Of course, we don’t know how big our dogs’ personal bubbles are. They are not a fixed size and can change depending on many factors (meeting a known or unknown dog, how they feel emotionally, previous experiences etc.). So instead of “how do I know?”, the question should probably be, “what can I do to help him?”. Ultimately, we have to be aware our dog’s individual needs and ensure we act when they need it. We can do that by watching (and learning from) their body language and their behaviour. Once we understand them better, we will be in a much better place to make sure we work with them on walks, rather than forcing them into situations they are not comfortable with. After all, do you want to meet and chat to every person you see in the street?

One last thought, it is the same when it comes to dogs meeting people. Your dog may be perfectly happy to be touched by you (his family), but might not want to petted by every other person he meets. Occasionally, he might not even want to be touched by you. We shouldn’t be offended, we should respect our dog’s personal bubble and be mindful that all dogs are individuals, with their own emotional needs. They are not robots and not everyone wants a hug!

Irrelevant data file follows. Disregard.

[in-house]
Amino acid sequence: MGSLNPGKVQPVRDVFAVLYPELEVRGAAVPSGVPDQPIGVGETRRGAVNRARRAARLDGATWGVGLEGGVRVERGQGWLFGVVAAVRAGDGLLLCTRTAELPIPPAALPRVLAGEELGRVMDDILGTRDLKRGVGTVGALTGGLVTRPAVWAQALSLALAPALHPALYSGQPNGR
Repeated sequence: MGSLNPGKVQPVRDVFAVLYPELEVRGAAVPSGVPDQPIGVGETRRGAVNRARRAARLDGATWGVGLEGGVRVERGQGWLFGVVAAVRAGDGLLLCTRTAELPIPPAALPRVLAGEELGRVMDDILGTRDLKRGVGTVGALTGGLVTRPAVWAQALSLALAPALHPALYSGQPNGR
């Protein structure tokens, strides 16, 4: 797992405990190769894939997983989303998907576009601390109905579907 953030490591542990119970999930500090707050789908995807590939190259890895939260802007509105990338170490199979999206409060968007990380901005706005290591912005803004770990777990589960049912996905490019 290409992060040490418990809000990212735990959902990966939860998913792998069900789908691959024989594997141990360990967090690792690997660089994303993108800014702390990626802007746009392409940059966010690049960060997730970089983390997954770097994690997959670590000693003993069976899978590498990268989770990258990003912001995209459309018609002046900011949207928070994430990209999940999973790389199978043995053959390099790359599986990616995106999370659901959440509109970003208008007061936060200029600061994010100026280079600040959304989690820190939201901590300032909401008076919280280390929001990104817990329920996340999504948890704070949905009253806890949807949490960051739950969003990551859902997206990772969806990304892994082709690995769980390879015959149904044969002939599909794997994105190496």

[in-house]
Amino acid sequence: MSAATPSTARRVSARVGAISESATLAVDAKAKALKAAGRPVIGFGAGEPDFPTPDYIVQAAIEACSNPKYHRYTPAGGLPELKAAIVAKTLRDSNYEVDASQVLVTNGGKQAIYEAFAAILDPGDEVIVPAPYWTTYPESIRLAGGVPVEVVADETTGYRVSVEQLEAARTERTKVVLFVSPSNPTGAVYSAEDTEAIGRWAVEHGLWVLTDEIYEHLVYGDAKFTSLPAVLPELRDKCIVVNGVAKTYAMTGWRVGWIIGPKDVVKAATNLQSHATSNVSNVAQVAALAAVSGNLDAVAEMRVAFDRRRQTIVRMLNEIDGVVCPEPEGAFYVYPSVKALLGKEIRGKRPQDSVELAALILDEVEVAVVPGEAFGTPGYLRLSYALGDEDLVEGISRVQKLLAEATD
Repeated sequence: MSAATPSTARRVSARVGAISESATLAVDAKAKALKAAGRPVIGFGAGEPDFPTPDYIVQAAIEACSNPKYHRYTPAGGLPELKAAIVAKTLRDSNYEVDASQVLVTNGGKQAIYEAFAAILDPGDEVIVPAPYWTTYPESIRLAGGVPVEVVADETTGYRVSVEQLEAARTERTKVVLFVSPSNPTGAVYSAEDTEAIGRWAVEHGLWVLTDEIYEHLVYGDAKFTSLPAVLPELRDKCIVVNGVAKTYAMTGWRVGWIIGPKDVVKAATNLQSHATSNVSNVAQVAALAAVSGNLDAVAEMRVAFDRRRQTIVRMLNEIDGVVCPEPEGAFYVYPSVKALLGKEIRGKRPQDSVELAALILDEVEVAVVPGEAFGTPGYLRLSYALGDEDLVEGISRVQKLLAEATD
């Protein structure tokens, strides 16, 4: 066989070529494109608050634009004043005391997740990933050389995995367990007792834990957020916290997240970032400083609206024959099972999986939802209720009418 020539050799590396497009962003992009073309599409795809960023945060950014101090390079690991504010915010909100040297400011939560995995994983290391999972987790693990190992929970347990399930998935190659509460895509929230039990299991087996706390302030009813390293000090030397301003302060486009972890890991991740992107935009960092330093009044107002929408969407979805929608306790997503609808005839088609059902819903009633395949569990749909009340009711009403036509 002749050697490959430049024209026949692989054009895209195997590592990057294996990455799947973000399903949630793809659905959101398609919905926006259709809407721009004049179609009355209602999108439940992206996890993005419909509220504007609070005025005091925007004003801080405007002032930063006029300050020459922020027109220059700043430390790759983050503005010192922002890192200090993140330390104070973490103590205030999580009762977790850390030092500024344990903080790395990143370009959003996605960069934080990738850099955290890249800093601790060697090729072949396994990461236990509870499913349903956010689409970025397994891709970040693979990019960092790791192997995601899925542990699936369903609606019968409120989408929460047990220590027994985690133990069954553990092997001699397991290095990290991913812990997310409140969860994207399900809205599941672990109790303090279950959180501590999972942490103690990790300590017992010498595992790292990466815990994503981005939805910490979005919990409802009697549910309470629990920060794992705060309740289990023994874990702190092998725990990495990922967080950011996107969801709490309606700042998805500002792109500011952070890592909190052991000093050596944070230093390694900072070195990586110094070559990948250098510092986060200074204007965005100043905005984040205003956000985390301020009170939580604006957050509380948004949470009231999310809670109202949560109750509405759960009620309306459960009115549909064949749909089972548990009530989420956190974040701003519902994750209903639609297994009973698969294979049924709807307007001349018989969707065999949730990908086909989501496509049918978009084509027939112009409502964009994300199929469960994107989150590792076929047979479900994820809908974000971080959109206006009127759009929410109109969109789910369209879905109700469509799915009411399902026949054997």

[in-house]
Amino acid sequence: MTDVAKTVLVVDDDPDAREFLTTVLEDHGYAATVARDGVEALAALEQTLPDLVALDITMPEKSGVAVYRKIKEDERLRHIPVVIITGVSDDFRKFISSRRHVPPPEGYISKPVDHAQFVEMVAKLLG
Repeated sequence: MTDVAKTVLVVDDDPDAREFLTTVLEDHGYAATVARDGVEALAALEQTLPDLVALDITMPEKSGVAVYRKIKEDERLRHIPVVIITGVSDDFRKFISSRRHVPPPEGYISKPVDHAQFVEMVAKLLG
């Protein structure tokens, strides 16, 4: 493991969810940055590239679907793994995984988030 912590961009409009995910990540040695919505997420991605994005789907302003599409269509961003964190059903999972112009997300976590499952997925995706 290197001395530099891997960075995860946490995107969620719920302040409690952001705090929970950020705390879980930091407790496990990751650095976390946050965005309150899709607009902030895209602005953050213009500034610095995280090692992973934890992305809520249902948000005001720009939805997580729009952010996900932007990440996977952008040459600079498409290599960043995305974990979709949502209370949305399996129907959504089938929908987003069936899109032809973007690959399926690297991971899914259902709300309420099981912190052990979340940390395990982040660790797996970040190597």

© 2021 Tony Richens-Smith with illustrations by Mandy Richens-Smith (except where stated)

You can find out more about what your dog is trying to tell you and how to understand their body language in Tony’s book Not Everyone Wants a Hug, available directly from the Books page on his website, and all good retailers.

Myths Surrounding a Heart Attack

In this post, I want to briefly cover some of the myths and misunderstandings surrounding heart attacks (there are plenty more).

Heart Attack Myths

1. They are NOT the same thing. A cardiac arrest is when the heart stops beating and can have many causes (ultimately we will all die from a cardiac arrest). A heart attack is caused by a blockage of one of the main arteries which feeds blood to the heart muscle (the heart needs its own blood supply to keep pumping).